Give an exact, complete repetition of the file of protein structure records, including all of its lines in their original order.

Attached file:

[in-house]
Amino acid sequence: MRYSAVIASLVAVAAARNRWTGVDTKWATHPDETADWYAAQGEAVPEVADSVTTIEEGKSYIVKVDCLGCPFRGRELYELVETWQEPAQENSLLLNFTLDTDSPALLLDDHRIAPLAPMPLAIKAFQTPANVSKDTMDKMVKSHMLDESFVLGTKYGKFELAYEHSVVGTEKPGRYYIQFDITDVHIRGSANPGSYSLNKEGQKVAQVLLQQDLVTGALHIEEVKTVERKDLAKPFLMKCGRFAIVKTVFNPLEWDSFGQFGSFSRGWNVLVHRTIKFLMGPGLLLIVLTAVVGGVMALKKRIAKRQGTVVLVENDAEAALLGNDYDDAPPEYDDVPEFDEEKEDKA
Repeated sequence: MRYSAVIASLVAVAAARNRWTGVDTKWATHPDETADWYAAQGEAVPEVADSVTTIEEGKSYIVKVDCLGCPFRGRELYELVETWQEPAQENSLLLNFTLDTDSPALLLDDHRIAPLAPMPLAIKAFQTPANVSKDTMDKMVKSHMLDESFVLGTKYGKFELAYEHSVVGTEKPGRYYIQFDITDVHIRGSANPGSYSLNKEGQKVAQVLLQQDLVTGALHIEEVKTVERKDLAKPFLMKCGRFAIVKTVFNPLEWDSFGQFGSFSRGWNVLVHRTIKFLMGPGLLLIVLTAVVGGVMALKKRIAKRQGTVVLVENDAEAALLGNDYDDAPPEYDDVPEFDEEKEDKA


[in-house]
Amino acid sequence: MRYSAVIASLVAVAAARNRWTGVDTKWATHPDETADWYAAQGEAVPEVADSVTTIEEGKSYIVKVDCLGCPFRGRELYELVETWQEPAQENSLLLNFTLDTDSPALLLDDHRIAPLAPMPLAIKAFQTPANVSKDTMDKMVKSHMLDESFVLGTKYGKFELAYEHSVVGTEKPGRYYIQFDITDVHIRGSANPGSYSLNKEGQKVAQVLLQQDLVTGALHIEEVKTVERKDLAKPFLMKCGRFAIVKTVFNPLEWDSFGQFGSFSRGWNVLVHRTIKFLMGPGLLLIVLTAVVGGVMALKKRIAKRQGTVVLVENDAEAALLGNDYDDAPPEYDDVPEFDEEKEDKA
Repeated sequence: MRYSAVIASLVAVAAARNRWTGVDTKWATHPDETADWYAAQGEAVPEVADSVTTIEEGKSYIVKVDCLGCPFRGRELYELVETWQEPAQENSLLLNFTLDTDSPALLLDDHRIAPLAPMPLAIKAFQTPANVSKDTMDKMVKSHMLDESFVLGTKYGKFELAYEHSVVGTEKPGRYYIQFDITDVHIRGSANPGSYSLNKEGQKVAQVLLQQDLVTGALHIEEVKTVERKDLAKPFLMKCGRFAIVKTVFNPLEWDSFGQFGSFSRGWNVLVHRTIKFLMGPGLLLIVLTAVVGGVMALKKRIAKRQGTVVLVENDAEAALLGNDYDDAPPEYDDVPEFDEEKEDKA